She moved on to the freezer, throwing away bag after bag of frozen food. Only the ice trays survived the freezer cleaning. The bag was full, and apparently quite heavy. “OOF!” she said as she tried to lift the bag. After a few tries, she stood there staring at the bag and giggling. She shook her head, hands on her hips and left foot jiggling.  Eventually, she half-dragged the bag out of the apartment door. A few minutes later she burst back into the apartment without the bag.

            She repeated the process in the pantry with a second bag. The coffee filters, tea bags, and a box of crackers were the only things left in the pantry. Soon that bag was gone too, taken out of the apartment and out of our view. She sat down with a cup of coffee, looking pleased with herself. The TV clicked on and she watched, rolling the mug back and forth between her hands. The mug was one she’d had for years, white with her college logo on two sides. She drank the coffee slowly, as if savoring every sip, pausing to take long inhales of the steam coming out of the top of the mug.

            After an hour she popped up from the sofa. “I think I shall go down to the Inner Harbor today!” She all but danced into the bathroom. We couldn’t see her when she went in there but we could hear her making noise as she showered.  She sang the entire time, as she showered, as she dried her hair, as she applied her makeup. An hour later she bounded out the apartment door, camera in hand.

“Bye guys!! Be good birds while I’m gone!”

And with that, we were left to our own devices again.

            When she returned later something was not right. During her absence we had almost forgotten about the presence and the fear we had felt earlier that morning. But when she came back, the presence came with her. It was like she was pulsing with this red light. It emanated from her, yet it wasn’t her. She seemed tired, angry. She pulled open the fridge, the freezer and the pantry. Whimpering she pulled at the shirt over her stomach and lifted the cracker box from the shelf. “No. No,” she said, returning the box to the pantry. She went back to the sofa.

            That night she went to sleep early. Consequently, we went to sleep early too.  The next few days would follow a similar pattern. She would rise, waken us, have a cup of coffee, shower and leave. When she came home she’d eat a cracker, slowly nibbling on it as she watched TV. Bedtime consistently came earlier. She hardly spoke.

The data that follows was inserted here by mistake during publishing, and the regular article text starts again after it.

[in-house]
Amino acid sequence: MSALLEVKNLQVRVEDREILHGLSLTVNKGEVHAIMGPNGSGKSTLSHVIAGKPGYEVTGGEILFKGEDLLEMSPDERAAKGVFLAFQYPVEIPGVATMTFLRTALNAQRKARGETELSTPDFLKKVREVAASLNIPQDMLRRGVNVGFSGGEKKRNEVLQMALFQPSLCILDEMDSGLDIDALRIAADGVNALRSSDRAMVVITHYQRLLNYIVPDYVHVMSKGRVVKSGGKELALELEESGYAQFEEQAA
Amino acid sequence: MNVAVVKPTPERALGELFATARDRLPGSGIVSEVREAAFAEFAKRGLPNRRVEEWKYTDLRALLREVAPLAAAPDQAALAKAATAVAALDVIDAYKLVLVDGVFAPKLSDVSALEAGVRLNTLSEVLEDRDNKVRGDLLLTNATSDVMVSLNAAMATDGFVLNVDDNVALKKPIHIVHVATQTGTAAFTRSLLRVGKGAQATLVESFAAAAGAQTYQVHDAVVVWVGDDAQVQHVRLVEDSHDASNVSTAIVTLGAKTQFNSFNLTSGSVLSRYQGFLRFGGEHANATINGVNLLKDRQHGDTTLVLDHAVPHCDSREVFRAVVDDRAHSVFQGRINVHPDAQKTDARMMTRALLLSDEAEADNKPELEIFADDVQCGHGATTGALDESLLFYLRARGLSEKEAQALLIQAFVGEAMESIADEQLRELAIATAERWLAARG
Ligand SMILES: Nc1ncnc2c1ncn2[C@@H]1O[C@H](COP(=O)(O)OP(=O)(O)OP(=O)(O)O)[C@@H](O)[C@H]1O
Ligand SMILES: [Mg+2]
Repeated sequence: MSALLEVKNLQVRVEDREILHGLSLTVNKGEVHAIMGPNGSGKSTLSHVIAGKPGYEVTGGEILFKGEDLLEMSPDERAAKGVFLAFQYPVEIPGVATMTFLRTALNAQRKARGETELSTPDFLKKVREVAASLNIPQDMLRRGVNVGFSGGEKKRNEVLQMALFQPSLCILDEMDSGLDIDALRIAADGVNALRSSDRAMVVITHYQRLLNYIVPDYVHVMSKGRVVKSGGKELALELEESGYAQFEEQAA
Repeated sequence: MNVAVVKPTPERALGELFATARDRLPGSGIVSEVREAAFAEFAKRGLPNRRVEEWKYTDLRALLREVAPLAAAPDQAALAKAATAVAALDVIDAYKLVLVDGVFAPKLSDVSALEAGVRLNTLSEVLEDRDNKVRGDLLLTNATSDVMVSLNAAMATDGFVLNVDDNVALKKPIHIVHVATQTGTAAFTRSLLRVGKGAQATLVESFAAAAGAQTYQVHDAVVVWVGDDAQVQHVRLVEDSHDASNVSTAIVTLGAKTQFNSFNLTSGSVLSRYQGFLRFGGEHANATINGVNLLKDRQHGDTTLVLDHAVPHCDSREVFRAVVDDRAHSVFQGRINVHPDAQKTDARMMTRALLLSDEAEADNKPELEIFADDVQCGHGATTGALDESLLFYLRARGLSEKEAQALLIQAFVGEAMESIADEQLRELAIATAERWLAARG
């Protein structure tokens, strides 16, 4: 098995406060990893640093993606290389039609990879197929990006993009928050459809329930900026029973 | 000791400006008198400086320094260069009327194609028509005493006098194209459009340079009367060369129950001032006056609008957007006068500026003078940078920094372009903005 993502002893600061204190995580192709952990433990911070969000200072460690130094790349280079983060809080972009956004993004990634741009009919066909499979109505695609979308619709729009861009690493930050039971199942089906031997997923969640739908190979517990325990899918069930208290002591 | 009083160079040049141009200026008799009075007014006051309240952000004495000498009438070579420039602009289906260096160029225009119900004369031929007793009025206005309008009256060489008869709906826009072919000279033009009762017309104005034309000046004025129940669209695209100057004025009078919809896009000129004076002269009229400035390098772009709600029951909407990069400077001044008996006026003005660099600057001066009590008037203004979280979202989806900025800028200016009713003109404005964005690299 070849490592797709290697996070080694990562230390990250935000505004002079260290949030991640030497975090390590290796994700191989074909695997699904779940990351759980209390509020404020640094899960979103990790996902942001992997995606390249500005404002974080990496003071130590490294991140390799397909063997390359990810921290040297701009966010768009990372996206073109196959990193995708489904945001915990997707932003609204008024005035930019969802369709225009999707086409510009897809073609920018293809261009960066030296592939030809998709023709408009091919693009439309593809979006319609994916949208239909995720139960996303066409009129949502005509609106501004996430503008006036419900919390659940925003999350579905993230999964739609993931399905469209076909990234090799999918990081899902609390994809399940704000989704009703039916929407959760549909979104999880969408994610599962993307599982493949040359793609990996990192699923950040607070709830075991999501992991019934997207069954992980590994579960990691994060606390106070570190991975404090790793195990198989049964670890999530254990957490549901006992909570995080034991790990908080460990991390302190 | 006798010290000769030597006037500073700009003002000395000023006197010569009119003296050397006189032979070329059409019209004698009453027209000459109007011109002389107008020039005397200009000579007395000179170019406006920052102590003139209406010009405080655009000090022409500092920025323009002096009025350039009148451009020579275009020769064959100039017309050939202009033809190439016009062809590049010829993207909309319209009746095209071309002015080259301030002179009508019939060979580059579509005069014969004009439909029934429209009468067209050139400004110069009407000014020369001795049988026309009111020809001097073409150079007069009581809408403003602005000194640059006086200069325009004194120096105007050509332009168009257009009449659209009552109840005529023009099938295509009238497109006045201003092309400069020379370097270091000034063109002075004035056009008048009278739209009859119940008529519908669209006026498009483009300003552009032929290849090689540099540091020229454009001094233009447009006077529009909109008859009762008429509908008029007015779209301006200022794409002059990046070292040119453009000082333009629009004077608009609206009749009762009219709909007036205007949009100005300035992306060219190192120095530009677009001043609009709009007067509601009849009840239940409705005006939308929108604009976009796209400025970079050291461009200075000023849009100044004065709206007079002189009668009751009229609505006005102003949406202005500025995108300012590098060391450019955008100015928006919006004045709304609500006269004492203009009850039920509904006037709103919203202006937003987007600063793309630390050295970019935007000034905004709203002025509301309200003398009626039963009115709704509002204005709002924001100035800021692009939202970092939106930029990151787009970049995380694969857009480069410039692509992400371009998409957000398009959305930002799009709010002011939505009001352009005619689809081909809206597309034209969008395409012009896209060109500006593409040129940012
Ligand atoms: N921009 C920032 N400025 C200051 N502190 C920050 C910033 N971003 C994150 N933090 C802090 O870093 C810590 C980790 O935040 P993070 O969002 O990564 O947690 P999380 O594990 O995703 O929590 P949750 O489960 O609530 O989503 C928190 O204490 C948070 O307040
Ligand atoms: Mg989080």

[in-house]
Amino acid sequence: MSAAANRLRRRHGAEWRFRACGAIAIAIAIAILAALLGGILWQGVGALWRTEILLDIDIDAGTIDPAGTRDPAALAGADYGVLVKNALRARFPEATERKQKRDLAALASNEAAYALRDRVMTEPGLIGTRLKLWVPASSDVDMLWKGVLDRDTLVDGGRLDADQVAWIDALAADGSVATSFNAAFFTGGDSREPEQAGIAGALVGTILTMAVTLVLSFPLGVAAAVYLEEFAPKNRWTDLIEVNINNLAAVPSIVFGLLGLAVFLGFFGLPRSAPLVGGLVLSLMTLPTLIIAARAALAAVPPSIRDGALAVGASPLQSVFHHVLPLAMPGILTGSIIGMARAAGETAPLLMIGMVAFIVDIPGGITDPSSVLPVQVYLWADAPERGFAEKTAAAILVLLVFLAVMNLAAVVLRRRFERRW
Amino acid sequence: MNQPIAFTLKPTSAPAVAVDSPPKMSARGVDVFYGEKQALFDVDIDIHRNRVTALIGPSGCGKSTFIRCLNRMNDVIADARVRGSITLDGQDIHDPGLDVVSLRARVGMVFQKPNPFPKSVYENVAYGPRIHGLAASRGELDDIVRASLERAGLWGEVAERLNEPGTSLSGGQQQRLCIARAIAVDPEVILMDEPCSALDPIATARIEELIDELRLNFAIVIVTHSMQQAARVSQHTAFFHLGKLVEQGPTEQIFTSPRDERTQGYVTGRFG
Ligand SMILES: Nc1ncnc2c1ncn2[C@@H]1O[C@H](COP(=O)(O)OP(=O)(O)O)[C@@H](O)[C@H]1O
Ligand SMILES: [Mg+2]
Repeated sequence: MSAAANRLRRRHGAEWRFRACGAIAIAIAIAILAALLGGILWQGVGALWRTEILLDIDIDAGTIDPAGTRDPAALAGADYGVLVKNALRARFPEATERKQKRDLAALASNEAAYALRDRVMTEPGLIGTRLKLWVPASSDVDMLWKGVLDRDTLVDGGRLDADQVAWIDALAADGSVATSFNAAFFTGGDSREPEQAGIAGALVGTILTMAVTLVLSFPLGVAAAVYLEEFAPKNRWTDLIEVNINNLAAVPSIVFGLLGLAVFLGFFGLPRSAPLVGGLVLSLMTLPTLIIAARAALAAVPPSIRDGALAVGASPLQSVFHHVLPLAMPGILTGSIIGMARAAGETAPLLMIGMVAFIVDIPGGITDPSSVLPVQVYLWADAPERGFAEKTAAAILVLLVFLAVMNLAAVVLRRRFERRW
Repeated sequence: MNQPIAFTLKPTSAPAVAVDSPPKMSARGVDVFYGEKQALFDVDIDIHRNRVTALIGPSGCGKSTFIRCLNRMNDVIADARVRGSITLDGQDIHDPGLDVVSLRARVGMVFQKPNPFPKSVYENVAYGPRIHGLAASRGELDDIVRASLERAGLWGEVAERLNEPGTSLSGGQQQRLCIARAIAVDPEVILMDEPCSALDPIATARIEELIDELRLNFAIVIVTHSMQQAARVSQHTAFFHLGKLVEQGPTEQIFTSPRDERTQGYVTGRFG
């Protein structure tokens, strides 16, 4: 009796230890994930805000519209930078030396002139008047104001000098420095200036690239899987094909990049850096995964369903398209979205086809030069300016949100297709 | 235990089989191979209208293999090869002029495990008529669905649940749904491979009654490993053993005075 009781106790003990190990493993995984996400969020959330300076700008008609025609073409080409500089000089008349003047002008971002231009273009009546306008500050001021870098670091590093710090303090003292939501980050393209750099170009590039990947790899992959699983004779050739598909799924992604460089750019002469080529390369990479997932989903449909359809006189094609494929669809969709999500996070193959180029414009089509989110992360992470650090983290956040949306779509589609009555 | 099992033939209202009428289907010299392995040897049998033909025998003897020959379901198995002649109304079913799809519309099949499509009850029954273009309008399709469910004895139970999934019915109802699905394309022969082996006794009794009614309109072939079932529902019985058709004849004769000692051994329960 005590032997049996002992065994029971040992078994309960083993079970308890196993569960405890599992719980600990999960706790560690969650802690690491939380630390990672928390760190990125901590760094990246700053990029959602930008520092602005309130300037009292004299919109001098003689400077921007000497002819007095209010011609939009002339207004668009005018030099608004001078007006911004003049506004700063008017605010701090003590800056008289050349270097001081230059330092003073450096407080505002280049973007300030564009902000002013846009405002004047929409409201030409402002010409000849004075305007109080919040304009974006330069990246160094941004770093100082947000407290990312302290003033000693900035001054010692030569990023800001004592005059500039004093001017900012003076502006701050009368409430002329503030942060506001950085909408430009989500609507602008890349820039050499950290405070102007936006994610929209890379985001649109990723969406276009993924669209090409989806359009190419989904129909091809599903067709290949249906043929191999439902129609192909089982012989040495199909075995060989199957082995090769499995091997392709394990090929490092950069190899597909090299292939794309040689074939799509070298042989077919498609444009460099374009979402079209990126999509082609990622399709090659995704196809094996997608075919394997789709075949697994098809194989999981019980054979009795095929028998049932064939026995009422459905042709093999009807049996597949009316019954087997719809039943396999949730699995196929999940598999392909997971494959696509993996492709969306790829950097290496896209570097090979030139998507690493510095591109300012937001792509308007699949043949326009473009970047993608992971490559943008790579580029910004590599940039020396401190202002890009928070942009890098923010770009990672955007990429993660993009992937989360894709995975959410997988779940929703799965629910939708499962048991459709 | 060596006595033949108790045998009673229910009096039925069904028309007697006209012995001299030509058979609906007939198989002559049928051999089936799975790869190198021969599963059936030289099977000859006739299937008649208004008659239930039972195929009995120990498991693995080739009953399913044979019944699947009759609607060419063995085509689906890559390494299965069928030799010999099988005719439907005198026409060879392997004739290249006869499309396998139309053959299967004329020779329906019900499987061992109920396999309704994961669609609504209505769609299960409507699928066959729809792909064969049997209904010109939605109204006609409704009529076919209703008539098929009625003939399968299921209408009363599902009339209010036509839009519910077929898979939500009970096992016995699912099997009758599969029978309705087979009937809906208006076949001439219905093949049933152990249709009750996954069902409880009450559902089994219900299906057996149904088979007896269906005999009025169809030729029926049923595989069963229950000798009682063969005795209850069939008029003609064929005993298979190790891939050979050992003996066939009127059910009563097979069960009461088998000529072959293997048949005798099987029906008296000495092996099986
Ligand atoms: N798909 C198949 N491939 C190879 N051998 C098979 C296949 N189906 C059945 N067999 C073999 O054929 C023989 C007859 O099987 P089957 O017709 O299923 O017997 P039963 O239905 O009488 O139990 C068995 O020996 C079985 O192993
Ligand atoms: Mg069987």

All the while that red glow grew stronger. It slowly consumed her and radiated hatred throughout the apartment. It traveled with her, whatever that presence was. It left when she left and returned when she returned. We hated it.

            Within a few weeks her clothes hung loosely from her frame. There wasn’tas much of her as before. It wasn’t just a physical decrease. She was quiet, withdrawn, sullen. She never put her headphones in and danced anymore. She spent hours scrubbing every surface in the apartment. This cleaning was different though. In the past cleaning had been a joyous affair; she would dance and sing and we would dance and sing with her. Cleaning was angrier now. She often cried when she cleaned now.

            One day she went into her bedroom with empty trash bags and emerged with them full.  She took the bags with her and disappeared for hours. When she finally came back she had different bags. These were new bags, not trash bags. She pulled out item after item of clothing, spinning around and showing us her new acquisitions. This was the mother we knew, we loved. She showed each and every item to us.
            “I just love the color on this one. And oh my goodness the beading on this skirt is amazing. I mean, I know I can’t afford it but I can’t exactly run around wearing clothes that are a size too big, now can I? These are a 10, guys! A 10! Who would’ve thought I would ever be a 10?! Maybe I can do this. Maybe this was all worthwhile after all.” Her fingers stroked one of the new clothing items, a turquoise blue dress. The way she looked at that dress, you would have thought it was her savior. There was love in her eyes. She used to look at us like that, all full of pride and love and joy, like nothing else in the whole world mattered but us.  As she gazed at the clothes, the red glow surrounding her grew stronger, pulsing now instead of just the steady glow we were used to. She shook her head and the dreamyspell was broken. The clothes were scooped bag into their bags and whisked back into the bedroom. She hummed softly as she put them away.

            A month later she brought a man back to the apartment with her. She’d never brought one back before.  She talked to her friends on the phone about wanting a boyfriend, wanting to fall in love. But she’d never actually gone on any dates or taken any steps to meet someone. She sat on the sofa with him. They talked and the TV hummed softly in the background. Eventually the talking stopped and the petting began. They kissed passionately, growing more and more needy with each kiss, each touch of the other’s hand. Eventually she pulled him to his feet and led him into her bedroom.She glanced back at us and shut the door behind them. Even though we couldn’t see, we could still hear through the closed door.